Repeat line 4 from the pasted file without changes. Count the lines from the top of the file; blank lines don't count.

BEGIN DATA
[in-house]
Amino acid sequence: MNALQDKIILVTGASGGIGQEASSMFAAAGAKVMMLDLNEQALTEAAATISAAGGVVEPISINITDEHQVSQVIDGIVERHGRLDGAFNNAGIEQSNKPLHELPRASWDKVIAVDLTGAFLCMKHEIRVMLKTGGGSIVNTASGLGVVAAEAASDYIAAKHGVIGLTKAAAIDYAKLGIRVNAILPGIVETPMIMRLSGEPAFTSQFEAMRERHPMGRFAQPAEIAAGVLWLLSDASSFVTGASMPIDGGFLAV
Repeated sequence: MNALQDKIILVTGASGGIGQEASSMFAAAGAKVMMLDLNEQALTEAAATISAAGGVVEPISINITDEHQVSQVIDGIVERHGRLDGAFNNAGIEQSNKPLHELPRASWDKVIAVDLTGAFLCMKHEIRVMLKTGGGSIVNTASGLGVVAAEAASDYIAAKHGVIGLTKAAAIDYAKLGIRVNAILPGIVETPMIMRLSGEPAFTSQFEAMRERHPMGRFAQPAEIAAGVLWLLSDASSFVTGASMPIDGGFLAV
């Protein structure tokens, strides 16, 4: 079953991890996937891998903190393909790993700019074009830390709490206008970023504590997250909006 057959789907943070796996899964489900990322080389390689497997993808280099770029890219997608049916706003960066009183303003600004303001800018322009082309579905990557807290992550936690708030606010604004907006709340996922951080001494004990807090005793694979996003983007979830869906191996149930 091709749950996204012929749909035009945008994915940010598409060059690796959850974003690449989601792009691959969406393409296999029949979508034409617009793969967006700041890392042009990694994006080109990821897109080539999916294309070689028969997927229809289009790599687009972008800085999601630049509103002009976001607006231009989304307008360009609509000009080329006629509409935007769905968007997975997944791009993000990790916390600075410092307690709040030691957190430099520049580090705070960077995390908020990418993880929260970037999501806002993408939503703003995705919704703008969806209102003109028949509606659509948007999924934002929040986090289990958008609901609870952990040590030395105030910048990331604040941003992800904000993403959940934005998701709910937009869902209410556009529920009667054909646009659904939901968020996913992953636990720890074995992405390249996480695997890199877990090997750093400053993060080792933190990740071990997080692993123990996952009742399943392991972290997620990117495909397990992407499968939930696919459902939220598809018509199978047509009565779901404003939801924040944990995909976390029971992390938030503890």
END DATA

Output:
């Protein structure tokens, strides 16, 4: 079953991890996937891998903190393909790993700019074009830390709490206008970023504590997250909006 057959789907943070796996899964489900990322080389390689497997993808280099770029890219997608049916706003960066009183303003600004303001800018322009082309579905990557807290992550936690708030606010604004907006709340996922951080001494004990807090005793694979996003983007979830869906191996149930 091709749950996204012929749909035009945008994915940010598409060059690796959850974003690449989601792009691959969406393409296999029949979508034409617009793969967006700041890392042009990694994006080109990821897109080539999916294309070689028969997927229809289009790599687009972008800085999601630049509103002009976001607006231009989304307008360009609509000009080329006629509409935007769905968007997975997944791009993000990790916390600075410092307690709040030691957190430099520049580090705070960077995390908020990418993880929260970037999501806002993408939503703003995705919704703008969806209102003109028949509606659509948007999924934002929040986090289990958008609901609870952990040590030395105030910048990331604040941003992800904000993403959940934005998701709910937009869902209410556009529920009667054909646009659904939901968020996913992953636990720890074995992405390249996480695997890199877990090997750093400053993060080792933190990740071990997080692993123990996952009742399943392991972290997620990117495909397990992407499968939930696919459902939220598809018509199978047509009565779901404003939801924040944990995909976390029971992390938030503890």